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Lexical Analysis: DFA Minimization & Wrap Up Copyright 2003, Keith D. Cooper, Ken Kennedy & Linda Torczon, all rights reserved. Students enrolled in Comp 412 at Rice University have explicit permission to make copies of these materials for their personal use.

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Automating Scanner Construction RE NFA ( Thompson’s construction ) Build an NFA for each term Combine them with -moves NFA DFA ( subset construction ) Build the simulation DFA Minimal DFA (today) Hopcroft’s algorithm DFA RE (not really part of scanner construction) All pairs, all paths problem Union together paths from s 0 to a final state minimal DFA RENFADFA The Cycle of Constructions

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DFA Minimization The Big Picture Discover sets of equivalent states Represent each such set with just one state

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DFA Minimization The Big Picture Discover sets of equivalent states Represent each such set with just one state Two states are equivalent if and only if: The set of paths leading to them are equivalent , transitions on lead to equivalent states (DFA) -transitions to distinct sets states must be in distinct sets

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DFA Minimization The Big Picture Discover sets of equivalent states Represent each such set with just one state Two states are equivalent if and only if: The set of paths leading to them are equivalent , transitions on lead to equivalent states (DFA) -transitions to distinct sets states must be in distinct sets A partition P of S Each s S is in exactly one set p i P The algorithm iteratively partitions the DFA ’s states

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DFA Minimization Details of the algorithm Group states into maximal size sets, optimistically Iteratively subdivide those sets, as needed States that remain grouped together are equivalent Initial partition, P 0, has two sets: {F} & {Q-F} (D =(Q, , ,q 0,F)) Splitting a set (“partitioning a set by a”) Assume q a, & q b s, and (q a,a) = q x, & (q b,a) = q y If q x & q y are not in the same set, then s must be split q a has transition on a, q b does not a splits s One state in the final DFA cannot have two transitions on a

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DFA Minimization The algorithm P { F, {Q-F}} while ( P is still changing) T { } for each set S P for each partition S by into S 1, and S 2 T T S 1 S 2 if T P then P T Why does this work? Partition P 2 Q Start off with 2 subsets of Q {F} and {Q-F} While loop takes P i P i+1 by splitting 1 or more sets P i+1 is at least one step closer to the partition with |Q| sets Maximum of |Q | splits Note that Partitions are never combined Initial partition ensures that final states are intact This is a fixed-point algorithm!

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Key Idea: Splitting S around S T R The algorithm partitions S around Original set S Q S has transitions on to R, Q, & T

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Key Idea: Splitting S around T R Original set S Q S1S1 S2S2 Could we split S 2 further? Yes, but it does not help asymptotically S 2 is everything in S - S 1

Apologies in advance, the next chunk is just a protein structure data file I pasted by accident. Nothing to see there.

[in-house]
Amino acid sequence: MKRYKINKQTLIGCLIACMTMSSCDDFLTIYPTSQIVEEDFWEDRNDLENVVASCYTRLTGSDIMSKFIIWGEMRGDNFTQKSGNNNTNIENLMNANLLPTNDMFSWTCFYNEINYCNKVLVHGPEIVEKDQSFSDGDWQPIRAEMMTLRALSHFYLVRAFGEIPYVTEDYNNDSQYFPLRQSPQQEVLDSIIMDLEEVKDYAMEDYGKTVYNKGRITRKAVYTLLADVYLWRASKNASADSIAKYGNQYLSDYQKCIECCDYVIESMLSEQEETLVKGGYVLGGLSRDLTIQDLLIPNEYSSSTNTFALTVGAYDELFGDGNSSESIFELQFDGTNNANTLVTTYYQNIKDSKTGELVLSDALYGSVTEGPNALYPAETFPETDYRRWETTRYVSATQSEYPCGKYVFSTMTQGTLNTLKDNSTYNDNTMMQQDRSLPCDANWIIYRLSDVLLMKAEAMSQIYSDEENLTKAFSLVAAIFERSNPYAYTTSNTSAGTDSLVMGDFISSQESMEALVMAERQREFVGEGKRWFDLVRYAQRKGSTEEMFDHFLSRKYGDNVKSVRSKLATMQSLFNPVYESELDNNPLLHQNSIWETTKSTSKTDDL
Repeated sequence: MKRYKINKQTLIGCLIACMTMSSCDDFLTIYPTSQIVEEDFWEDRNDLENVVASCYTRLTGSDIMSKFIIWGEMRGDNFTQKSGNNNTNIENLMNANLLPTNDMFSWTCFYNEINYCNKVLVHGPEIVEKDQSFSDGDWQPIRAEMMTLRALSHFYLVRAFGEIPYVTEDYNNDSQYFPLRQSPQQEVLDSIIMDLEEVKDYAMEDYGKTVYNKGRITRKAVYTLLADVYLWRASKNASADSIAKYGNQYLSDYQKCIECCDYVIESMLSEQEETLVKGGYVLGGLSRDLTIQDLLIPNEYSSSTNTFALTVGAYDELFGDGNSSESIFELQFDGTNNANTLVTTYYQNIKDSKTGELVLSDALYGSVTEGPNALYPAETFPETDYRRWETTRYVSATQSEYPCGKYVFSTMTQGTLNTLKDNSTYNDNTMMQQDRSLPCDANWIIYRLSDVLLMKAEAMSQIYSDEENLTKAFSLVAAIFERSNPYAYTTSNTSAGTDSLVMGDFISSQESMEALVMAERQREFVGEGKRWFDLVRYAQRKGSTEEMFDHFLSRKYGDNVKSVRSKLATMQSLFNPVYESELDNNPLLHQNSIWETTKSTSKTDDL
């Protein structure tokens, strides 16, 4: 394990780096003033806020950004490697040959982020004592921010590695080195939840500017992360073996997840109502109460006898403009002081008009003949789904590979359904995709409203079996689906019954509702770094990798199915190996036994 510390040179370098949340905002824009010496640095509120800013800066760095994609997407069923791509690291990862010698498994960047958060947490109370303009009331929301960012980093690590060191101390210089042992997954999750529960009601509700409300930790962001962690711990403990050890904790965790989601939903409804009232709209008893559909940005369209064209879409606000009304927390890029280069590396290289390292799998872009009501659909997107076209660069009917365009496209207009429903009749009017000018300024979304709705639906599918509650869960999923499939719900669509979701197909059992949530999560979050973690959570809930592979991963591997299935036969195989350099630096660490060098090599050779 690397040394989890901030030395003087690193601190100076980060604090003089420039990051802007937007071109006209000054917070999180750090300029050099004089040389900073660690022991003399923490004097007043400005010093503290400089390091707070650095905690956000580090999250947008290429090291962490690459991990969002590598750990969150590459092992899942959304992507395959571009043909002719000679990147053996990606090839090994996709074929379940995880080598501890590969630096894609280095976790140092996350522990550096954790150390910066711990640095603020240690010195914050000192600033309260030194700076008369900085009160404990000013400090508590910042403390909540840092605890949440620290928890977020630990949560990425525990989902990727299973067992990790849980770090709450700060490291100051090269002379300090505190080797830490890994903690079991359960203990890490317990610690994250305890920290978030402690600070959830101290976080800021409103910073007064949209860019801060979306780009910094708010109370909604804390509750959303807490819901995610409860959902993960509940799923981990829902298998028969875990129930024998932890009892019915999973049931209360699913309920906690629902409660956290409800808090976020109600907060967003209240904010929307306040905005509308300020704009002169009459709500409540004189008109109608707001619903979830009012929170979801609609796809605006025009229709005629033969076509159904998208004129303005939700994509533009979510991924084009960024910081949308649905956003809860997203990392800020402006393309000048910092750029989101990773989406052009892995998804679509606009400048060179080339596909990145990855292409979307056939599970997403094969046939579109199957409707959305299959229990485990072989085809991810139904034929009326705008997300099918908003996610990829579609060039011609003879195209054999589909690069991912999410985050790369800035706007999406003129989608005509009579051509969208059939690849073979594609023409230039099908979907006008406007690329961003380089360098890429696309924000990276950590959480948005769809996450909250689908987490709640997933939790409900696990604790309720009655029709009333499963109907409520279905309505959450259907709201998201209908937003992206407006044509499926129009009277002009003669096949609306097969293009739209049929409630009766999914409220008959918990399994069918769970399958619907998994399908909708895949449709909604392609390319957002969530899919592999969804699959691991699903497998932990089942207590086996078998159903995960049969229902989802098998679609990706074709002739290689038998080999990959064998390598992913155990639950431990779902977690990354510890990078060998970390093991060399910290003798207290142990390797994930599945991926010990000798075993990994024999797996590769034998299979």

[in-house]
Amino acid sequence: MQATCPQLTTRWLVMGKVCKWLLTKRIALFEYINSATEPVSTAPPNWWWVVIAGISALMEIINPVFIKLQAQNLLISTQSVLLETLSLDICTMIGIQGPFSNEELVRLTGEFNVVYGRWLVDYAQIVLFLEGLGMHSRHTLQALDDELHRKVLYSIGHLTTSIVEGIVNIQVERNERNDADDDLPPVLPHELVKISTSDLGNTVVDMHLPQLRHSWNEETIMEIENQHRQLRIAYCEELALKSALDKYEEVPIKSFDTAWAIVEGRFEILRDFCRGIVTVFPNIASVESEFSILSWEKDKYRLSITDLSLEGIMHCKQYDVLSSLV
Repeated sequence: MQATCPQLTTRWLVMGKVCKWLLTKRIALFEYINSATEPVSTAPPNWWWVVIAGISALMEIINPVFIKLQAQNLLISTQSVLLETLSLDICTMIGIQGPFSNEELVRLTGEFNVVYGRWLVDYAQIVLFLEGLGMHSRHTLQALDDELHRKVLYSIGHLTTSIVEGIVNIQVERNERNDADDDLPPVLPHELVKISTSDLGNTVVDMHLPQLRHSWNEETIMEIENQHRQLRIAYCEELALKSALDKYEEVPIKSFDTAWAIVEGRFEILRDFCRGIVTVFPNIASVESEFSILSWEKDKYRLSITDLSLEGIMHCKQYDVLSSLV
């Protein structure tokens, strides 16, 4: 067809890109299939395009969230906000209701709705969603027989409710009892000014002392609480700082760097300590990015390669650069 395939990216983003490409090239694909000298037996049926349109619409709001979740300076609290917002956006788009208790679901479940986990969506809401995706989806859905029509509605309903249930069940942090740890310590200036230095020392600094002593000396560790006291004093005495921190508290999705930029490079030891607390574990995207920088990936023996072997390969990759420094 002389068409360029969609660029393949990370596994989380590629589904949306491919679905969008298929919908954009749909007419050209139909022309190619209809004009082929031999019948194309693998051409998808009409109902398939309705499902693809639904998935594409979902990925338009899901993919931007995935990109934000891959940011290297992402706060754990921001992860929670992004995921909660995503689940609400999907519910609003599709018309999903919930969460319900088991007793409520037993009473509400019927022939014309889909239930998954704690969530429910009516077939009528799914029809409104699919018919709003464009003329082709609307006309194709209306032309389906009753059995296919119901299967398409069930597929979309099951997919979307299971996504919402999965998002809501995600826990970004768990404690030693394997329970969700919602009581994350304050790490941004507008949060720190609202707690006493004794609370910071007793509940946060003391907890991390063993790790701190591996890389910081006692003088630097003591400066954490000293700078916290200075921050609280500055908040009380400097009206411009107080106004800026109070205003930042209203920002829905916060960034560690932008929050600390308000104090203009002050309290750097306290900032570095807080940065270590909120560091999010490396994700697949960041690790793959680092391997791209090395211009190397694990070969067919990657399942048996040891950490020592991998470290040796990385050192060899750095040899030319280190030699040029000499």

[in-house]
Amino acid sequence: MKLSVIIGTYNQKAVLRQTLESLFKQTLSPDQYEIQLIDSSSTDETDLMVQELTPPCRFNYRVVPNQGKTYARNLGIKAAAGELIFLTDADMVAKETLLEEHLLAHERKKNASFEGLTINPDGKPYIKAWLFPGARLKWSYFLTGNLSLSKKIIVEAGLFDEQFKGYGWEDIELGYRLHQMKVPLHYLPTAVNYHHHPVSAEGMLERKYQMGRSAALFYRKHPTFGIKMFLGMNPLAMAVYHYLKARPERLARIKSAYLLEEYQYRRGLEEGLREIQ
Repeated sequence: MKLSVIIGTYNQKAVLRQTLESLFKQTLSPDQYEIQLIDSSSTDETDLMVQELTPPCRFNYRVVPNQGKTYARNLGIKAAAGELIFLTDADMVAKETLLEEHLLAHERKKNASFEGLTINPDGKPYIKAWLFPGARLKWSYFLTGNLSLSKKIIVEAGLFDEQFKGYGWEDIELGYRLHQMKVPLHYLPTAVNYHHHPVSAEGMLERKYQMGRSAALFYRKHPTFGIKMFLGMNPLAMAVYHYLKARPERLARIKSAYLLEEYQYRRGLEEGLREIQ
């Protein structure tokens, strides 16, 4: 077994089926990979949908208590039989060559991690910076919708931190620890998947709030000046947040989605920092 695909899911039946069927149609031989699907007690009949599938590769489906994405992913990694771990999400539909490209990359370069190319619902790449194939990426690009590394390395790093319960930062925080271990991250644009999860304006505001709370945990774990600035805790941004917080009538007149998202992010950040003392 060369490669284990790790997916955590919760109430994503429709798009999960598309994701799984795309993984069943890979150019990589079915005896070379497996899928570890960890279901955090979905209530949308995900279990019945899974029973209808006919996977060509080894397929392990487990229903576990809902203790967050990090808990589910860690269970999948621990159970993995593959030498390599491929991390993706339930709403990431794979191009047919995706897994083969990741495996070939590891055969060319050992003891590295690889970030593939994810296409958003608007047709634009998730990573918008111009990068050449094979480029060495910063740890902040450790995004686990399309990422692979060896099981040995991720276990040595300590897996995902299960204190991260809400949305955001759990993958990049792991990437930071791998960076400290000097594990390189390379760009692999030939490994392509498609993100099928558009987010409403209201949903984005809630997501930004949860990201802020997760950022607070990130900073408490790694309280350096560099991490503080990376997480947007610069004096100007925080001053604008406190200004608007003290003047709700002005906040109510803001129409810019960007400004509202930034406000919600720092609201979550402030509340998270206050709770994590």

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DFA Minimization Refining the algorithm As written, it examines every S P on each iteration This does a lot of unnecessary work Only need to examine S if some T, reachable from S, has split Reformulate the algorithm using a “worklist” Start worklist with initial partition, F and {Q-F} When it splits S into S 1 and S 2, place S 2 on worklist This version looks at each S P many fewer times Well-known, widely used algorithm due to John Hopcroft

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Hopcroft's Algorithm W {F, Q-F}; P {F, Q-F}; // W is the worklist, P the current partition while ( W is not empty ) do begin select and remove S from W; // S is a set of states for each in do begin let I –1 ( S ); // I is set of all states that can reach S on for each R in P such that R I is not empty and R is not contained in I do begin partition R into R 1 and R 2 such that R 1 R I ; R 2 R – R 1 ; replace R in P with R 1 and R 2 ; if R W then replace R with R 1 in W and add R 2 to W ; else if || R 1 || ≤ || R 2 || then add add R 1 to W ; else add R 2 to W ; end

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A Detailed Example Remember ( a | b ) * abb ? (from last lecture) Applying the subset construction: Iteration 3 adds nothing to S, so the algorithm halts a | b q0q0 q1q1 q4q4 q2q2 q3q3 abb contains q 4 (final state) Our first NFA

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A Detailed Example The DFA for ( a | b ) * abb Not much bigger than the original All transitions are deterministic Use same code skeleton as before s0s0 a s1s1 b s3s3 b s4s4 s2s2 a b b a a a b

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A Detailed Example Applying the minimization algorithm to the DFA s0s0 a s1s1 b s3s3 b s4s4 s2s2 a b b a a a b s 0, s 2 a s1s1 b s3s3 b s4s4 b a a a b final state

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DFA Minimization What about a ( b | c ) * ? First, the subset construction: q0q0 q1q1 a q4q4 q5q5 b q6q6 q7q7 c q3q3 q8q8 q2q2 q9q9 s3s3 s2s2 s0s0 s1s1 c b a b b c c Final states

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DFA Minimization Then, apply the minimization algorithm To produce the minimal DFA s3s3 s2s2 s0s0 s1s1 c b a b b c c s0s0 s1s1 a b | c In lecture 5, we observed that a human would design a simpler automaton than Thompson’s construction & the subset construction did. Minimizing that DFA produces the one that a human would design! final states

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Abbreviated Register Specification Start with a regular expression r0 | r1 | r2 | r3 | r4 | r5 | r6 | r7 | r8 | r9 minimal DFA RENFADFA The Cycle of Constructions

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Abbreviated Register Specification Thompson’s construction produces r 0 r 1 r 2 r 8 r 9 …… s0s0 sfsf … minimal DFA RENFADFA The Cycle of Constructions To make it fit, we’ve eliminated the - transition between “r” and “0”.